"What are your favorite resources for the ages and grades that you are teaching?" is the Blog Cruise question(s) this week.
Okay, so let me start by saying that I'm teaching everything from PreK to high school, and since Connor is doing CLEP stuff, I guess really it is through college. Can't figure out how to organize this. I think I will go through ages and stages. And I will try to link at least most of these, but I'm not sure I have the time. And I'm only listing things once... the first time it seems appropriate.
And I know I am going to leave out things I love... but I am going to try to limit this to no more than three things per category. (Eeek! Can I do that?)
- The Old Schoolhouse. Love the magazine, love their emails, love the Schoolhouse Expo. And I learn about all kinds of really neat things through them.
- The TOS Homeschool Crew blog. I liked this even before I was on the crew. There are so many interesting homeschooling companies on there, and the chance to link to bunches and bunches of reviews from people with all kinds of perspectives. And the reviews tend to be real. Not all glowing ones, and honestly, I am usually most swayed by a well-written "negative" review. Knowing what DID NOT work about a program for a family does so much for me. Plus the blog has all kinds of fantastic giveaways. I'm not eligible to win, but maybe you are!
- Latin-Centered Curriculum, by Andrew Campbell. I think this is a great read even if you have no intention of teaching classically, or of teaching Latin. One of his primary messages has to do with trying to do too much. Instead, he advises slowing down and really doing a few things really, really well. Going deep, not wide.
- Sonlight. We are a literature-rich homeschooling family. Finding Sonlight at a convention eleven years ago is probably a huge part of why we actually did start homeschooling. I love using real books, I love exposing my kids to alternate points of view. I've used Sonlight from PreK (there are new preschool levels now) through Core 6, and we are using Core 7 this year. I can't recommend Sonlight's high school levels (yet) as I haven't used them, and they are different from the earlier materials.
- All About Spelling. I cannot say enough good things about this program, and it keeps getting better. I think this could be the answer for nearly anyone who actually needs a spelling program. And it has done wonders for my younger kids in learning to read too. You can read more about my thoughts on their stuff: In general, Levels 1 and 2, the Beehive Reader, the What Am I? reader, All About Homophones. (Do you get the feeling I like this?) I think this can be started in late preschool, or it can be started much later. I've done both.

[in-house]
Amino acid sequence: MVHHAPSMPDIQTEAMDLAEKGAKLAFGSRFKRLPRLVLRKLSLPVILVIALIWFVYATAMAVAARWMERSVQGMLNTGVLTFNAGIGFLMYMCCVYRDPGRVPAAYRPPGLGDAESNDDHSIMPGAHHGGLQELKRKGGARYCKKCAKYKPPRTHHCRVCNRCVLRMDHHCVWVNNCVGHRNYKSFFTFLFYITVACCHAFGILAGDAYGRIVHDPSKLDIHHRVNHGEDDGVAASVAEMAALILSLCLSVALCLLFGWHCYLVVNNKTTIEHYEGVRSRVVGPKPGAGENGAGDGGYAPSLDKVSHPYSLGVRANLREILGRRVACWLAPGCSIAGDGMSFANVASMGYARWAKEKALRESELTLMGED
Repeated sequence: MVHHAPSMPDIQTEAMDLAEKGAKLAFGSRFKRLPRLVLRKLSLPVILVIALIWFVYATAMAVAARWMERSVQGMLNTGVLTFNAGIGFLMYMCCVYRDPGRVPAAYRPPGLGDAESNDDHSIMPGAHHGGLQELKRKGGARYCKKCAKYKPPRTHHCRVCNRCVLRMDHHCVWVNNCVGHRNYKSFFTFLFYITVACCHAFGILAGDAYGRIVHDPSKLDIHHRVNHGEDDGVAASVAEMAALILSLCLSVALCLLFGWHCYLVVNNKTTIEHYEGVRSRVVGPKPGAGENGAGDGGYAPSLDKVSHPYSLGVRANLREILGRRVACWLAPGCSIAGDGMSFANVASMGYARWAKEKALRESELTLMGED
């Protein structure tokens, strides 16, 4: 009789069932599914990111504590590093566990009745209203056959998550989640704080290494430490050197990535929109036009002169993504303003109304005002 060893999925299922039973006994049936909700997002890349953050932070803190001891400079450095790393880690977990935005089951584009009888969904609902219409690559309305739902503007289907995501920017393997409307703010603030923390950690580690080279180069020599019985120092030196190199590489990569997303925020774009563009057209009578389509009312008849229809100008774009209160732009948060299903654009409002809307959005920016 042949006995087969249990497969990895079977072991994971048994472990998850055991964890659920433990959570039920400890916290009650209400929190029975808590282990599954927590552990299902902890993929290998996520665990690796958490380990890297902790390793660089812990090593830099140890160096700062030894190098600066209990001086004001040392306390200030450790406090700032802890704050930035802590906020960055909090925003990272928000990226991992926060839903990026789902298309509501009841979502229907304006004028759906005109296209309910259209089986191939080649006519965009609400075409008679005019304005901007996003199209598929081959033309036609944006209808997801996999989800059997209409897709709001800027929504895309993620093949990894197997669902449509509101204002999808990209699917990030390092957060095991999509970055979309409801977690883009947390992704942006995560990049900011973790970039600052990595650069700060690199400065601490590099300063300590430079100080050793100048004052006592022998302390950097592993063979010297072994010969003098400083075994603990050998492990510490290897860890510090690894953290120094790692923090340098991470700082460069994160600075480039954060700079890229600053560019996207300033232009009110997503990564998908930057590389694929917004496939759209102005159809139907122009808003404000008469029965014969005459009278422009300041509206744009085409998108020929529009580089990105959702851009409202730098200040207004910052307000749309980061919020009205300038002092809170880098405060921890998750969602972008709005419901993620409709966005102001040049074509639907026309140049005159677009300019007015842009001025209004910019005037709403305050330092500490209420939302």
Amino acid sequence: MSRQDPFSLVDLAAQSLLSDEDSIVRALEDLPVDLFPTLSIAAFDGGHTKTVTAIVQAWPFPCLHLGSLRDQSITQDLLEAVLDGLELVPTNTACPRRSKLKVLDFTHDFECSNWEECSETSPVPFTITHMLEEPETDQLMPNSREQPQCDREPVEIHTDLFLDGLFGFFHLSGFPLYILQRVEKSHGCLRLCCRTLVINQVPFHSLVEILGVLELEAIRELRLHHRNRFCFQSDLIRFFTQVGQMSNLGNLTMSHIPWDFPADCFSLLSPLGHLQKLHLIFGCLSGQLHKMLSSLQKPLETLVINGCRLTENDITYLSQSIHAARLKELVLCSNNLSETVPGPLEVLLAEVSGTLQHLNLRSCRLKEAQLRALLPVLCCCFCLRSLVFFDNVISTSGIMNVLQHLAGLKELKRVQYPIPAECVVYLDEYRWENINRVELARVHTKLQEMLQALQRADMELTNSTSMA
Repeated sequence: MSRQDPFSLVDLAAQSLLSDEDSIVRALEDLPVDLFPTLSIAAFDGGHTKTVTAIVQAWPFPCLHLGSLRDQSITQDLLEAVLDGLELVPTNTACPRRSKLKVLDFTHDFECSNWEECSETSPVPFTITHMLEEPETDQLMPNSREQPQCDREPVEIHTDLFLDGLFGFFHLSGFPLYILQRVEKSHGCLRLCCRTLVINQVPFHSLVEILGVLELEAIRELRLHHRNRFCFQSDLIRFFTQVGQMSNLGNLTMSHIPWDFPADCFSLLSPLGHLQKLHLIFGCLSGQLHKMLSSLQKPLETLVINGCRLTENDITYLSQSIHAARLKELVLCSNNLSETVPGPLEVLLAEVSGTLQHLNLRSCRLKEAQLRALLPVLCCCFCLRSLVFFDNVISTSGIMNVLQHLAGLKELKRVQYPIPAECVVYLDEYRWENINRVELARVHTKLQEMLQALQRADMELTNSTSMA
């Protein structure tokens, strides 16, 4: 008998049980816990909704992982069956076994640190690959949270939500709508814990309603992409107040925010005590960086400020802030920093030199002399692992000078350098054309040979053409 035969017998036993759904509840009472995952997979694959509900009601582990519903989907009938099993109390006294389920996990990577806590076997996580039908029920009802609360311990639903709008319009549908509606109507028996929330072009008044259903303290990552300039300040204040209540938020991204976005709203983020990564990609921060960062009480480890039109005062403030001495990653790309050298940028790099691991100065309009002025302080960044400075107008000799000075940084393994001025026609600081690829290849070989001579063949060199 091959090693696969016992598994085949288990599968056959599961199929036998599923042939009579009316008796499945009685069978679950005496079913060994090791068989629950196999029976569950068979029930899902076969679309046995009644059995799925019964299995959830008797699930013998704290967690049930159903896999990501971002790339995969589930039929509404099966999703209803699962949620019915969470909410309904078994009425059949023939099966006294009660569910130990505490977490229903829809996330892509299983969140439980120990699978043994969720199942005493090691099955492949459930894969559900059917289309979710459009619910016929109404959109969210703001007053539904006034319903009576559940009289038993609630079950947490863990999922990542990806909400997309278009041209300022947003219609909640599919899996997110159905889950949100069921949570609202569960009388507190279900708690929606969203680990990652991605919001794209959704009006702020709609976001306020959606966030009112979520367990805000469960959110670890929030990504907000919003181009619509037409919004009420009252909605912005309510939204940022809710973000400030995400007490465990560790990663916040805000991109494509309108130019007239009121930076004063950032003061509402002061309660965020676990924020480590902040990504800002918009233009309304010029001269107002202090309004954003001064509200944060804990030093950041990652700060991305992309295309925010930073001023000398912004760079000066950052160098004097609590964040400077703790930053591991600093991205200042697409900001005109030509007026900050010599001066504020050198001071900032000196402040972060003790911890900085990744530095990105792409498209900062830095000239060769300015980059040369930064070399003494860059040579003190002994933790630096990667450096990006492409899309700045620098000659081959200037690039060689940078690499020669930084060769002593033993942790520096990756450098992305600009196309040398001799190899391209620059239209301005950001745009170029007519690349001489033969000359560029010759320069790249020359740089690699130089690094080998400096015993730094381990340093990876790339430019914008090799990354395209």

- The library. Books, videos, online resources, music....
- Download N Go unit studies. I cannot believe I finally found some unit studies that I like! These are one week studies on really interesting topics that get in pretty deep. Lots of web-based links, including great videos, plus book recommendations, hands-on suggestions, lapbook starters... use what appeals to you.
- Mathtacular. Oh, wow, what excellent videos. Love 'em. My kids love them. There is supposed to be a 4th volume coming soon. I can't wait.
- Cub Scouts: Oh, I'm telling you, we have had the chance to explore so many amazing things through scouting. I think the BSA has done a fabulous job of putting together things that a "good family" just ought to be doing anyway. For cubs, that includes learning age-appropriate first aid, learning about safety issues, and doing a variety of great things including library visits, news room visits, putting things together, picking up trash... If I don't find a suitable organization for Trina starting in first grade, I will be using the appropriate level of Cub scout books to structure things like visiting the fire station. At roughly $10 per book, I think these are nearly worth their weight in gold. Tiger=1st grade, Wolf=2nd grade, Bear=3rd grade, Webelos=4th/5th grade.